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Another Waverley Novel.-Woodstock, a Tale of the Long Parliament, by the author of "Waverley,” is announced.

Wiffen's Tasso.—Mr. J. H. Wiffen's translation of the “Jerusalem Delivered" of Tasso, has just appeared in England, in 3 vols. 8vo. It is accompanied by a life of that great poet, and a portrait from an original painting, presented to Mr. Wiffen by Mr. Roscoe. If the version be executed with the same elegance and spirit which characterize a few original stanzas annexed to the volume by the translator, which we have seen, it certainly possesses great merit.

Journal of Education.-Messrs. T. & B. Wait, of Boston, have issued the first number of a periodical work, entitled the “American Journal of Education,” the principal object of which, as stated in the prospectus, is to "furnish a record of facts, embracing whatever information the most diligent inquiry can procure regarding the past and present state of education in the United States and foreign countries."

Last of the Mohicans.-Mr. Cooper's new novel, with this title, is now published by Messrs. Carey & Lea, of Philadelphia, and will be noticed at length in our next number.

Law Tracts.-P. Thompson, of Washington, has in the press, and will publish in the course of a few weeks, a collection of the tracts, essays, and correspondence, on the improvement of our jurisprudence, which have been elicited by Mr. Sampson's well known discourse on the history of the common law. The volume will contain Mr. Sampson's discourse, with a large and valuable correspondence from some of the most distinguished men of the age, as well as several tracts of great merit and interest, by learned and able lawyers and scholars, many of whom are now in high public stations.

Manual of Parliamentary Practice, compiled and arranged for the use of the Senate and Assembly of the State of New-York. By A ARON CLARK, late Clerk of the Assembly.—Mr. Clark, the compiler of this useful manual, the second edition of which has just been put in our hands, was, for six years, clerk of the assembly of this state ; and fulfilled his duties with the most satisfactory industry and unblemished integrity, until the principle of rotation, as we suppose, called for his removal, in order to give another citizen an opportunity of being instructed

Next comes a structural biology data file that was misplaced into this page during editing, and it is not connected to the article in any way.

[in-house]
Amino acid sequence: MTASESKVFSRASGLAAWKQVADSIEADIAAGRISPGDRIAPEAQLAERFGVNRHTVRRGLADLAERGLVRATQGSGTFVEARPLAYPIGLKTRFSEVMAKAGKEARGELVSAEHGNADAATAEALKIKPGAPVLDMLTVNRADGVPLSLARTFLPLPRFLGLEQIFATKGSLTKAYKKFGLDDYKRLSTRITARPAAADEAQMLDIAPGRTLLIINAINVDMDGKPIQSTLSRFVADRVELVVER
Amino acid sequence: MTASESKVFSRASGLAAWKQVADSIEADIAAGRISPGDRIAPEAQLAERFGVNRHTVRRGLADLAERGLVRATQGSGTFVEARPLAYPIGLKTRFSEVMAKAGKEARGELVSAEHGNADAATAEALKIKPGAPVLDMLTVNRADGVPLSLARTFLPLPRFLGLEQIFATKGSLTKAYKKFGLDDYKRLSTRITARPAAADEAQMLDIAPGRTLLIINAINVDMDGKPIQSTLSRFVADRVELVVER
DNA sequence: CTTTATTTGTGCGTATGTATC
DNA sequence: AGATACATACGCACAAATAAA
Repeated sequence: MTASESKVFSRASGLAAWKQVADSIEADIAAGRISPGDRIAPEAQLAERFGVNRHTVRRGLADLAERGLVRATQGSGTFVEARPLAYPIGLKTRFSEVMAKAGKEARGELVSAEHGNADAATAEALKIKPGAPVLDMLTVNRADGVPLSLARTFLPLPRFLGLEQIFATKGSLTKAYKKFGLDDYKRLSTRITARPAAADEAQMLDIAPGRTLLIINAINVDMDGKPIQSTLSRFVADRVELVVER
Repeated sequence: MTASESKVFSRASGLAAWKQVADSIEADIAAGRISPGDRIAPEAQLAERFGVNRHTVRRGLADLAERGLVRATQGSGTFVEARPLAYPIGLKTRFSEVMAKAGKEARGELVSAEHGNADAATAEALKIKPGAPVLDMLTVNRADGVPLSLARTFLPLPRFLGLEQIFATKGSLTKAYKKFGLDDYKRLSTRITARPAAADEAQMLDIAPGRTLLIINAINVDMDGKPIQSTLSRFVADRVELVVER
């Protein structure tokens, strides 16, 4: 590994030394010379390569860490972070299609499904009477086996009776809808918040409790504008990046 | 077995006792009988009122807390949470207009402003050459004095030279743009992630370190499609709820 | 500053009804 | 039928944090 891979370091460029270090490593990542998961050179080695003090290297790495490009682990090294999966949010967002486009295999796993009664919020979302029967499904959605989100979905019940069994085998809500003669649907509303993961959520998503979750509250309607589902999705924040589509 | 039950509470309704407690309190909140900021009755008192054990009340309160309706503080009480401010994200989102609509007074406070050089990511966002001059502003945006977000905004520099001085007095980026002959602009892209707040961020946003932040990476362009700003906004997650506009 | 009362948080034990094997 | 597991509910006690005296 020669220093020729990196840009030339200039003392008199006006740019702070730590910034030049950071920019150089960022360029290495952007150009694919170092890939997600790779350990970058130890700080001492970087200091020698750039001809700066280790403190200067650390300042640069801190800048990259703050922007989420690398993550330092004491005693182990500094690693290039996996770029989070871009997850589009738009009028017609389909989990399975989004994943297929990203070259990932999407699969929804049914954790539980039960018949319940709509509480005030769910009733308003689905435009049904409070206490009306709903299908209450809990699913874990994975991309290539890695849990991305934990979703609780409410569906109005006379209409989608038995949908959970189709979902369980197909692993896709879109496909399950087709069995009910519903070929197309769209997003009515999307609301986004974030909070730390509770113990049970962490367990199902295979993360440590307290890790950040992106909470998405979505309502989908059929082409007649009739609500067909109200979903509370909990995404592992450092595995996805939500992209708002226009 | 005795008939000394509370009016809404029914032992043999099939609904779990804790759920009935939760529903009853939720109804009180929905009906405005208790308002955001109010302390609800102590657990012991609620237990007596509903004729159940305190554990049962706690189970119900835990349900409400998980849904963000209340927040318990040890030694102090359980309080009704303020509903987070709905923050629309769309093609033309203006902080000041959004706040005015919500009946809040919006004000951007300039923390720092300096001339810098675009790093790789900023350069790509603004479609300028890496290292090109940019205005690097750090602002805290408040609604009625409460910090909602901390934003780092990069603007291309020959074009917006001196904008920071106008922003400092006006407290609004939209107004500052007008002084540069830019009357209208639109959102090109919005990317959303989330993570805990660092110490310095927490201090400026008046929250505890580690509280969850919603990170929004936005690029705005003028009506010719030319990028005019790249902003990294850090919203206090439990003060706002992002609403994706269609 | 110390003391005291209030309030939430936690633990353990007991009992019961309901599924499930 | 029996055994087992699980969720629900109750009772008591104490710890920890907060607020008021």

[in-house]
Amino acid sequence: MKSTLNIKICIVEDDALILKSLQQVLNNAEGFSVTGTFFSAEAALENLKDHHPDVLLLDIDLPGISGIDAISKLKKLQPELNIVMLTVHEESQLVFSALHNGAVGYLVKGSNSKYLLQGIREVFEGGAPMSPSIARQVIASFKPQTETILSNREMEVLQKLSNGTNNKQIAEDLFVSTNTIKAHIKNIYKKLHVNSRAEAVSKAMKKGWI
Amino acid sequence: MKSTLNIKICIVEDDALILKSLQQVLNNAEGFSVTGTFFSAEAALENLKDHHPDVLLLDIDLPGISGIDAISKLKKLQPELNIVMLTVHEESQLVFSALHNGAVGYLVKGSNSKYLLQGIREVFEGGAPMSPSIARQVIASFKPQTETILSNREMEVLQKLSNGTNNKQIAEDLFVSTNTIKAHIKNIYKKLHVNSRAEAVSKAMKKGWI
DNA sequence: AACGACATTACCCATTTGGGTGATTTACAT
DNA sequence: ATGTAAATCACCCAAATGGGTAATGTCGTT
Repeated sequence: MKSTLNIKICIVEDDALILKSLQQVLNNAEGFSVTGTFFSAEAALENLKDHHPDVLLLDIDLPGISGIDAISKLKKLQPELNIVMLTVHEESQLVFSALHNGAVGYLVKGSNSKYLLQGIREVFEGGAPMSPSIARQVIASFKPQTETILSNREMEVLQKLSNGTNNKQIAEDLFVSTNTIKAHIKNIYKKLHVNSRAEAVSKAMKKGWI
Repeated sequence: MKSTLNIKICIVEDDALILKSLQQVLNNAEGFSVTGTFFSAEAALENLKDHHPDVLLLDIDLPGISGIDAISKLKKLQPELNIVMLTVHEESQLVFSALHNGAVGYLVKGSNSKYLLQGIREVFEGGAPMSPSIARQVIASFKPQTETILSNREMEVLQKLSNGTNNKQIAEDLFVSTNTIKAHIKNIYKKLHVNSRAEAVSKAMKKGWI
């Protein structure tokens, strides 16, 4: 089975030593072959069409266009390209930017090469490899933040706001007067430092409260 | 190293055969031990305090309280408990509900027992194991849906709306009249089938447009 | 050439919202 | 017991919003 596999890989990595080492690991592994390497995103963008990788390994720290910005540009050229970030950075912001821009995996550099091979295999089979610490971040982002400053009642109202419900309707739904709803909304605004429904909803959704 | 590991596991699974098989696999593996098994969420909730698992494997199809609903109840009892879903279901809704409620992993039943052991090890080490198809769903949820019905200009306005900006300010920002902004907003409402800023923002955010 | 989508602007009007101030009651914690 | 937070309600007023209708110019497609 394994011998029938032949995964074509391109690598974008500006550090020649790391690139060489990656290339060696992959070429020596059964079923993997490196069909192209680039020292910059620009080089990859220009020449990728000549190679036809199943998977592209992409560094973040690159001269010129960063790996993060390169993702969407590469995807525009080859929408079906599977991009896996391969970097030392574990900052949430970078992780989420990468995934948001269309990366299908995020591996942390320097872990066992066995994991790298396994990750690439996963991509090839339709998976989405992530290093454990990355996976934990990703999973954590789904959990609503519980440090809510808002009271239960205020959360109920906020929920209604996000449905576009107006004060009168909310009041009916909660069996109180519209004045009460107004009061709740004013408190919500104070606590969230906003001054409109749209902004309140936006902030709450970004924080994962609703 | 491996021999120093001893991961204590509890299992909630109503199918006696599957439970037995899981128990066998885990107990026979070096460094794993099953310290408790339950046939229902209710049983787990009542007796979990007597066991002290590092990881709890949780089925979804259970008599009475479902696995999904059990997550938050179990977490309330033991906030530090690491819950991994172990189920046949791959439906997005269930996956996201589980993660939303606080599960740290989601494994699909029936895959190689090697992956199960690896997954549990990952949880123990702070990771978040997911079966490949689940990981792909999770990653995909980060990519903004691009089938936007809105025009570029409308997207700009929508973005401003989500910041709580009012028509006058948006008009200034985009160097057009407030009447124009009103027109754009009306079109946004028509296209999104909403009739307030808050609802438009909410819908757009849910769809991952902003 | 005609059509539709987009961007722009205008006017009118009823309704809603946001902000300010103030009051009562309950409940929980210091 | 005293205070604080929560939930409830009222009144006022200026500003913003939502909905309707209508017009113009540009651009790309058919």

in the business of the office, and enjoying its emoluments. This work is extremely convenient, from its contents and size, for legislators; and may be very useful to all who are anxious to know how business is done in deliberative assemblies, and to fit themselves for the post of a representative, in a country where nobody can tell how soon he may be called upon himself to occupy that exalted station. The first part contains the usual state papers of primary importance; the declaration of independence; articles of confederation; United States and state constitutions; rules of the senate, court of errore;

and assembly, and joint rules; with the acts requiring previous notice of applications for charters, and divisions of counties. The treatise on the organization and parliamentary usage of the legislature, embodies the manual formerly published for the use of congress by the venerable Jefferson. The compiler, we believe, has added little, except the particular provisions of our local constitution, and the rules of our lower house. Perhaps he might have ventured a little farther; as some precedents have been occasionally established by our own legislature. Under the head of “ Privilege,” for example, he contents himselt with adding to what had been gleaned before from the usages of the British parliament and of congress, the act of our state, without note or comment; though the second section might puzzle, at first reading, a Philadelphia lawyer, as they say, notwithstanding it may be perfectly perspicuous to ourselves. There are two or three decisions, too, in the reports, which it would have been proper to have added.

The rules and orders of the senate and house of representatives of the United States are appended to the work. We hope Mr. Clark's useful compilation may be as profitable to himself, as it may be serviceable to others. Our limits preclude further remarks.

Roman Nights.-A translation, by a lady of this city, of the Roman Nights of Count Verri, has lately been published by Bliss & White, and Carey & Lea. This highly interesting work is well worthy the perusal of all readers of taste, and of those who have any curiosity as to the prominent events and characters in the history of ancient Rome. The translation is highly creditable to the author; and is a proof of the advancing spirit of literary improvement among us, when such pursuits form the amusement of the fairer portion of the studious world. We have been obliged to postpone a review of this work until our next number.

Baltimore Gallery of the Fine Arts.- The Atheneum Company of Baltimore have purchased a lot of ground, on which they are about to erect a splendid edifice, intended for a gallery of the fine arts.